Dr William Milne-Home, notable West Indian by Jamaican Products

Dr William (Bill) Milne-Home is the first of two featured as the notable West Indians for April 2016. The stories of those featured will be told in the form of an interview. Bill is an esteemed hydrogeologist with a strong interest in West Indian culture. This is Bill’s story.

William (Bill) Milne-Home
William (Bill) Milne-Home

When did you arrive in Australia and where were you born?
I arrived in Australia in October 1985, but my first visit was in 1970, when I participated in a short course at the University of New South Wales (UNSW). This was when I met an Australian lady, Josephine Grey, who was then a student at UNSW.
I was born in Port-of-Spain, Trinidad.

What influenced your decision to live in Australia?
Josephine was a major influence. Josephine is currently the Director of Academic Programs in the School of Social Sciences and Psychology at Western Sydney University.

Love of his life
Love of his life

How did you get involved in the West Indian community?
I joined the West Indian Association of Australia (WIAA). The WIAA was a community cultural organisation linked to similar groups in other State capital cities.

What feature of West Indian life do you think Australia could adopt?
Well, to be honest, it has been so long since I lived in the West Indies, actually only the West Indian country of Trinidad and Tobago, that I cannot think of an outstanding feature to adopt. In my days I used to enjoy Carnival and the fetes, playing mas’ and so on. I have taken part in the Carnivals in Edmonton and Vancouver, and watched the carnival in Sydney several years ago. But we don’t have the numbers of West Indians here unlike in London, New York, Toronto, etc. for a carnival type festival to develop.

What features of Australian life do you think the West Indies could adopt?
And my long-gone familiarity with West Indian life also applies to this question!

Showcasing the Caribbean
Showcasing the Caribbean

Tell us about a funny cross cultural experience you had in Australia.
When we travelled to Australia in 1985, Josephine had an Australian passport, I had a Trinidad and Tobago (T&T) passport (like our daughter who was born in T & T), and our son had a Canadian passport from being born in Canada. We arrived at Brisbane airport where the immigration officer looked at our various passports and said, “What’s this mate, the bloody United Nations?” My first cross cultural experience was in the form of a humorous Aussie welcome to Oz!

What are some highlights of your achievements and life in Australia?
Being elected secretary of the West Indian Association of Australia. The WIAA was the way in which I engaged with my community and helped to maintain my West Indian identity as part of my gradual assimilation into Australian society through family and friends. When WIAA faded away I continued less formally as a member of CaribOz, the more loosely organised grouping of Caribbean folks which replaced it.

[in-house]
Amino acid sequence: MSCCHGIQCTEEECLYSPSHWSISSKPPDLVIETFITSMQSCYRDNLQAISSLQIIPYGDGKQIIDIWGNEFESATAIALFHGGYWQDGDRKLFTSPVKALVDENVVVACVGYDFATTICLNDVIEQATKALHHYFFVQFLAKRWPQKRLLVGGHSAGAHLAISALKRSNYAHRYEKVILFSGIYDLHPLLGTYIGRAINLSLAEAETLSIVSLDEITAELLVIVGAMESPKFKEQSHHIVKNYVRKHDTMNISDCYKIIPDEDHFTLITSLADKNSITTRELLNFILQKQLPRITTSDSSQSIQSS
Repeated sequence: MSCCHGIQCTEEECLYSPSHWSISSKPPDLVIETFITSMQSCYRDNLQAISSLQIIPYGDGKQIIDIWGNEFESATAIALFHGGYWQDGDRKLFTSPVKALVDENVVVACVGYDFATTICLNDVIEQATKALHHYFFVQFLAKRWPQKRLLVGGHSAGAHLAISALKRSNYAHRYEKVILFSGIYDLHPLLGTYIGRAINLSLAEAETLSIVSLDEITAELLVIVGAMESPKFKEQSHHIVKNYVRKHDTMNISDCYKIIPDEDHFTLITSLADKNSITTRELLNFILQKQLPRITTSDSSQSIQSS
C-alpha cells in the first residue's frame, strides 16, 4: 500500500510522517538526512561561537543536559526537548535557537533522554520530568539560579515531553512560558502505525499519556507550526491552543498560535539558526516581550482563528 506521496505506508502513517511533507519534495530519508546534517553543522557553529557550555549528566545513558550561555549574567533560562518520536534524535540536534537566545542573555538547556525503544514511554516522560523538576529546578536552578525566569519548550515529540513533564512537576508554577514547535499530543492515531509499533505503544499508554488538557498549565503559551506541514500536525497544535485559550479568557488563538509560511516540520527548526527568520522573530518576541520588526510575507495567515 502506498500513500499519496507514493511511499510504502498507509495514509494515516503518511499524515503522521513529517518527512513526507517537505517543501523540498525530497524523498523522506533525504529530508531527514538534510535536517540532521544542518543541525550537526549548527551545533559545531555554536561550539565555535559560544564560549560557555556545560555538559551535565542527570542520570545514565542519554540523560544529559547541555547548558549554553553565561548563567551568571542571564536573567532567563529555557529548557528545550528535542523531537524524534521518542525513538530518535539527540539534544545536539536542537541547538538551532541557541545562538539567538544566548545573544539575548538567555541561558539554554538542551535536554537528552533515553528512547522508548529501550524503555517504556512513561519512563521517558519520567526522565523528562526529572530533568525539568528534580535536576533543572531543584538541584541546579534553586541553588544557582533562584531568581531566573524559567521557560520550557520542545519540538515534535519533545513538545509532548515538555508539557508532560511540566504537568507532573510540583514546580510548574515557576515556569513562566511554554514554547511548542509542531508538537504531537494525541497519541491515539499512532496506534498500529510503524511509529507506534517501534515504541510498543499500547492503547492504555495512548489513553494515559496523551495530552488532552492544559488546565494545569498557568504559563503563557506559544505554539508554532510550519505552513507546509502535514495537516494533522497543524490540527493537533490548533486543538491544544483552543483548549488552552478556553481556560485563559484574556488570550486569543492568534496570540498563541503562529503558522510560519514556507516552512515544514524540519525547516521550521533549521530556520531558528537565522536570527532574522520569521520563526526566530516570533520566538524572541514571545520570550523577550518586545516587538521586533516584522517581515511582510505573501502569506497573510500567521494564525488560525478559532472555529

Another aspect of my life in Australia was my academic position as a lecturer in hydrogeology, first at the University of New South Wales and then at the University of Technology Sydney (UTS). This work led to involvement in groundwater and environmental management projects both in Australia and in Southeast Asia – Thailand, Laos and Vietnam. Although retired since 2010, I am an honorary associate at UTS and do small scale consultancies through the university. It is very satisfying that I have been able to collaborate from time to time with a Jamaican engineering colleague in preparing project proposals . None have been funded yet, but we live in hope!

In Laos
In Laos

Current Projects
My current (and last) PhD student is studying how the rivers interact with groundwater in the context of water resources management in Southern Laos. Here I am in Laos to assist him with field work in his research area. These rainforests certainly reminds me of my days as a field geologist in South Trinidad. I was delighted to find sapodilla, pomerac and topi tambo as well as the majestic samaan trees in Thailand during earlier trips to Esan (northeast Thailand). Similar fruits, roots and trees, just different names.

In the Araluen Valley, NSW
In the Araluen Valley, NSW

Occasionally I undertake studies for the NSW Environment Defenders Office (usually pro bono) to support community groups seeking to safeguard their environment from mining developments. This project in the Araluen Valley, Southeastern New South Wales, was to ensure a gold mine complied more effectively with the environmental requirements of its operations.

How has your family contributed to your success?
As a family we have tried to be a mutually supportive group so that home was generally a happy place. Now that there are grandchildren, we all try to do the same so that their homes can be happy too


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